Nasogastric intubation refers to the process of placing a soft plastic nasogastric (NG) tube through a patient's nostril, past the pharynx and down the esophagus into a patient's stomach.
Nasogastric tubes are inserted to deliver substances directly into the stomach, remove substances from the stomach or as a means of testing stomach function or contents.
The most common purpose for inserting a nasogastric tube is to deliver tube feedings to a patient when they are unable to eat. Patients who may need a NG tube for feedings include: premature babies, patients in a coma, patients who have had neck or facial surgery or patients on mechanical ventilation. Other substances that are delivered through a NG tube may include ice water to stop bleeding in the stomach or medications to neutralize swallowed poisons.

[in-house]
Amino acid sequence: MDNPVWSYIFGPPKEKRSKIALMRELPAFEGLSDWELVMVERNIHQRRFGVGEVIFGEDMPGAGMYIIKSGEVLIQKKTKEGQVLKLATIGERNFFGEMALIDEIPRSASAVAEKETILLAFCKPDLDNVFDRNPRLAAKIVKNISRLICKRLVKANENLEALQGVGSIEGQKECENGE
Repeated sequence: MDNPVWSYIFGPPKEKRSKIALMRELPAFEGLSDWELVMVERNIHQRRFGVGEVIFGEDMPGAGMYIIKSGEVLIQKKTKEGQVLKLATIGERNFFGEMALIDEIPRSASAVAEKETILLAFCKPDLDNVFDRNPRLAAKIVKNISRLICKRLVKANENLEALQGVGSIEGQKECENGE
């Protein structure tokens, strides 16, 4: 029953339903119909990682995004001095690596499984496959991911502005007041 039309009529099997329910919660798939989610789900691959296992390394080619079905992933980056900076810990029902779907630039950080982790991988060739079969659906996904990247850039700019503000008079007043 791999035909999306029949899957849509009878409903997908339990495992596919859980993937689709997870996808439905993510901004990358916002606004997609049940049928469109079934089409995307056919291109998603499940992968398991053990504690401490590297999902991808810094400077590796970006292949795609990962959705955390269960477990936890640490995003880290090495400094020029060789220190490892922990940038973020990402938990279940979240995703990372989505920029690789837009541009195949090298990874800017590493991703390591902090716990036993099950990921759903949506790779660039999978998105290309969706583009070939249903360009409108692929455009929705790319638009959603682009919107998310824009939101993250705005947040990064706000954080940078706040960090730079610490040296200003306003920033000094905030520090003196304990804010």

Another purpose for inserting a nasogastric tube is to remove substances from the stomach. A NG tube is used to empty the stomach when accidental poisoning or drug overdose has occurred. A NG tube is used to remove air that accumulates in the stomach during cardiopulmonary resuscitation (CPR). It is used to remove stomach contents after major trauma or surgery to prevent aspiration of the stomach contents. Placing a NG helps prevent nausea and vomiting by removing stomach contents and preventing distention of the stomach when a patient has a bleeding ulcer, bowel obstruction or other gastrointestinal diseases.
A NG tube may be inserted to take samples of stomach contents for laboratory studies and to test for pressure or motor activity of the gastrointestinal tract.
Mary Elizabeth Martelli R.N., B.S., The Gale Group Inc., Gale, Detroit,